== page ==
According to a report published by The Information based on information it obtained from “two people briefed on the company’s internal figures”, only 2% of the people who own Amazon Alexa-powered devices have taken advantage of their ability to make voice-based purchases.

There are estimated to be some 50m Alexa devices in the wild, meaning that 1m of them have been used to make a voice-based purchase. That might not seem like a horrible start, but a number of analysts have touted voice commerce as one of the next big things.

As BGR’s Andy Meek noted, OC&C Strategy Consultants had predicted that voice commerce will generate a whopping $40bn in sales by 2022. If The Information’s sources are accurate, such a prediction looks tenuous at best.

What’s more, The Information’s sources claim 90% of the people who used their Alexa-powered device to make a voice-based purchase failed to make a second voice-based purchase. If that is true, it raises even bigger questions about the future of voice commerce, especially since shopping is one of the features Amazon highlights when promoting its Echo devices.

For its part, Amazon disputed The Information’s sources. “We do not agree with the numbers represented in the article. Millions of customers use Alexa to shop because it is the most convenient way to capture needs in the moment,” it told BGR.

But The Information isn’t alone in calling into question the popularity voice commerce. A report released earlier this year by Episerver revealed that the majority of people who own voice-based intelligent assistant devices aren’t using them to shop. And a study conducted by researchers at Carnegie Mellon University also found low usage of these devices for shopping.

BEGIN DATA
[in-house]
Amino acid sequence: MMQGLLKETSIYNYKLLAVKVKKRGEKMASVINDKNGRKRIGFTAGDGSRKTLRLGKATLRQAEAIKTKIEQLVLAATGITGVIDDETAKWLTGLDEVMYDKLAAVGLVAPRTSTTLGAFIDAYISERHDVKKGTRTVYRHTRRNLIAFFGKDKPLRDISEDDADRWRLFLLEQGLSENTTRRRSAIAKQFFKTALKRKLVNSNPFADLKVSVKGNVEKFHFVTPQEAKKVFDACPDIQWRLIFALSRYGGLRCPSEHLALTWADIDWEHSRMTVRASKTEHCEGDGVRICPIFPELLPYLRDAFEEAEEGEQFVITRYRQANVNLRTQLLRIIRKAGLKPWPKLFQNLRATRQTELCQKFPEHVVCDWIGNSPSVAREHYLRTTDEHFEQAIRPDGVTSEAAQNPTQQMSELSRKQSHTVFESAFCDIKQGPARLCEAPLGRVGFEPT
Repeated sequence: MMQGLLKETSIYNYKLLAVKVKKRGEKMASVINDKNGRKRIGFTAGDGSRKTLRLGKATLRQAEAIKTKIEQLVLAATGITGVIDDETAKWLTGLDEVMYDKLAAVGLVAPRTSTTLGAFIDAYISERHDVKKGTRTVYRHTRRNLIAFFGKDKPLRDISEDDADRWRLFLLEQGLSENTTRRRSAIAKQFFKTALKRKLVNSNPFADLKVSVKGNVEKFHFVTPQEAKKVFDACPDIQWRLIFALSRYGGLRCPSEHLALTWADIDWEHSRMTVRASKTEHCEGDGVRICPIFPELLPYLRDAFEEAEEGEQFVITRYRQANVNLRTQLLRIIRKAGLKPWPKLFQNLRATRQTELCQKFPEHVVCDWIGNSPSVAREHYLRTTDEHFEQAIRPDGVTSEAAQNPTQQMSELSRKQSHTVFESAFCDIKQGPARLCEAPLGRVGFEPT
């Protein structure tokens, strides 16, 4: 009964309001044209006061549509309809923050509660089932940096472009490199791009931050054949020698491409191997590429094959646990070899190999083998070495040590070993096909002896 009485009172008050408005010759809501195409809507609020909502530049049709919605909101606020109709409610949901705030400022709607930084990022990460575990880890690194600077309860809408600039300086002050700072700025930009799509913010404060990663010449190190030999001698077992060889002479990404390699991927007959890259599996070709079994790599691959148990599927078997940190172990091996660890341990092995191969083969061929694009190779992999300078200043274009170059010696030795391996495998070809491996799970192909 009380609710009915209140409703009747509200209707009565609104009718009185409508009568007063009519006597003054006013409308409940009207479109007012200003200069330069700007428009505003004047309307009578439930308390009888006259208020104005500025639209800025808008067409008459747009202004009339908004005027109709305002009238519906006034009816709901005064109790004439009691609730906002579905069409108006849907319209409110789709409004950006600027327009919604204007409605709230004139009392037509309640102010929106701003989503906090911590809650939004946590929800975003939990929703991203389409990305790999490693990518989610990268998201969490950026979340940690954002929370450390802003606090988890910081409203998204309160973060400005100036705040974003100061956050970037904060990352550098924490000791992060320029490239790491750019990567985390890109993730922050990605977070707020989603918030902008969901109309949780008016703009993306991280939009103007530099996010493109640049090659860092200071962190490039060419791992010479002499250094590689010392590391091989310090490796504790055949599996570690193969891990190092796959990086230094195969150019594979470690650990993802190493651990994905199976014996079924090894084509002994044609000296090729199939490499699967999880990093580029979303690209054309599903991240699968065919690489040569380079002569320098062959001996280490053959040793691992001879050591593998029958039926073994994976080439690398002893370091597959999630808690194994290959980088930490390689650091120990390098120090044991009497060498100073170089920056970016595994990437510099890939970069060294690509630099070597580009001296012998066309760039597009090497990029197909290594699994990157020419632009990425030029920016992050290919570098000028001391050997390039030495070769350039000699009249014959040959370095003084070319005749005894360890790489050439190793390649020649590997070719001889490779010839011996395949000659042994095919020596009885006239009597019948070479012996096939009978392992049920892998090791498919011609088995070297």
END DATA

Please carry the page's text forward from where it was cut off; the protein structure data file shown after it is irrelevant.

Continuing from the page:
Is voice commerce doomed, or does it still have a future?

While voice commerce looks promising on paper, numerous observers have pointed out that the experience falls short in common real-world scenarios. For instance, obtaining information about and pricing for products using voice commands is probably far less efficient and desirable than using, say, a mobile app. Even for common items that are purchased on a regular basis – “Alexa, buy paper towels” – many customers might want to double-check prices before committing to a purchase, especially if they’re not brand-loyal.

Another observer, an Amazon seller, pointed out that the Alexa keywords for his products frequently get changed, making it more difficult for customers to place orders by voice.

Issues like this might very well explain why owners of voice-based intelligent assistant devices apparently aren’t being used for shopping. In theory, Amazon and other retailers selling through voice-based devices could address some of these issues, and likely will. But as digital commerce evolves, it’s still not clear just how important voice commerce will actually be.

For many product categories, consumers will likely still prefer to engage in digital window shopping before making a web or mobile-based purchase, and with offerings like Amazon Subscriptions and Amazon Dash Buttons, as well as connected smart appliances, it might very well turn out that voice commerce’s useful life was over before it really ever began.

Read our four part series on the state of voice search, or come to the Festival of Marketing 2018 to hear the latest in marketing on our AI & Innovation stage.